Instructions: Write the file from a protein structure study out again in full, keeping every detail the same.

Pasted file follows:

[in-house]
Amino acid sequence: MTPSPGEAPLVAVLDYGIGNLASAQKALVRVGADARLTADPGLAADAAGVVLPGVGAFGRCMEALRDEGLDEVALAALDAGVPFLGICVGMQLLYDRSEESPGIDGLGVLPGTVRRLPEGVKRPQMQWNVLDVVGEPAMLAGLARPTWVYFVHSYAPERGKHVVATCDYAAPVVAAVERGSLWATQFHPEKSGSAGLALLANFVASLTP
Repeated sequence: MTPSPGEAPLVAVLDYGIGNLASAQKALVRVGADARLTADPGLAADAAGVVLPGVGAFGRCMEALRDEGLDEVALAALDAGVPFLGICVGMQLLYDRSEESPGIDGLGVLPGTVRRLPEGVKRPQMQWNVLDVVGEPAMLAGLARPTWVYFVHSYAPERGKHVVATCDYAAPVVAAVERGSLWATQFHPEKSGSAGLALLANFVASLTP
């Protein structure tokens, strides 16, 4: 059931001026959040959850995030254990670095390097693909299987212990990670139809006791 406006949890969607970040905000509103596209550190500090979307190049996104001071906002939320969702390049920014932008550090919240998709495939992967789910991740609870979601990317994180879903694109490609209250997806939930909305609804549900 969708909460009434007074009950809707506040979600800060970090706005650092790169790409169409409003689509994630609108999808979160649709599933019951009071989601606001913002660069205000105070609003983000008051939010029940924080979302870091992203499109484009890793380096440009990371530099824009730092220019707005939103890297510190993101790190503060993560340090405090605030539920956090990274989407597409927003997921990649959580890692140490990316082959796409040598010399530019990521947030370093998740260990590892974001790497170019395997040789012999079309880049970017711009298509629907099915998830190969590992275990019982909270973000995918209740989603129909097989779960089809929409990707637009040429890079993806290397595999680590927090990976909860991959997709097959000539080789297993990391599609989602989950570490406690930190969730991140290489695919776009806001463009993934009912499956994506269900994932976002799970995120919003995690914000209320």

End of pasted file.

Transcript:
[in-house]
Amino acid sequence: MTPSPGEAPLVAVLDYGIGNLASAQKALVRVGADARLTADPGLAADAAGVVLPGVGAFGRCMEALRDEGLDEVALAALDAGVPFLGICVGMQLLYDRSEESPGIDGLGVLPGTVRRLPEGVKRPQMQWNVLDVVGEPAMLAGLARPTWVYFVHSYAPERGKHVVATCDYAAPVVAAVERGSLWATQFHPEKSGSAGLALLANFVASLTP
Repeated sequence: MTPSPGEAPLVAVLDYGIGNLASAQKALVRVGADARLTADPGLAADAAGVVLPGVGAFGRCMEALRDEGLDEVALAALDAGVPFLGICVGMQLLYDRSEESPGIDGLGVLPGTVRRLPEGVKRPQMQWNVLDVVGEPAMLAGLARPTWVYFVHSYAPERGKHVVATCDYAAPVVAAVERGSLWATQFHPEKSGSAGLALLANFVASLTP
């Protein structure tokens, strides 16, 4: 059931001026959040959850995030254990670095390097693909299987212990990670139809006791 406006949890969607970040905000509103596209550190500090979307190049996104001071906002939320969702390049920014932008550090919240998709495939992967789910991740609870979601990317994180879903694109490609209250997806939930909305609804549900 969708909460009434007074009950809707506040979600800060970090706005650092790169790409169409409003689509994630609108999808979160649709599933019951009071989601606001913002660069205000105070609003983000008051939010029940924080979302870091992203499109484009890793380096440009990371530099824009730092220019707005939103890297510190993101790190503060993560340090405090605030539920956090990274989407597409927003997921990649959580890692140490990316082959796409040598010399530019990521947030370093998740260990590892974001790497170019395997040789012999079309880049970017711009298509629907099915998830190969590992275990019982909270973000995918209740989603129909097989779960089809929409990707637009040429890079993806290397595999680590927090990976909860991959997709097959000539080789297993990391599609989602989950570490406690930190969730991140290489695919776009806001463009993934009912499956994506269900994932976002799970995120919003995690914000209320």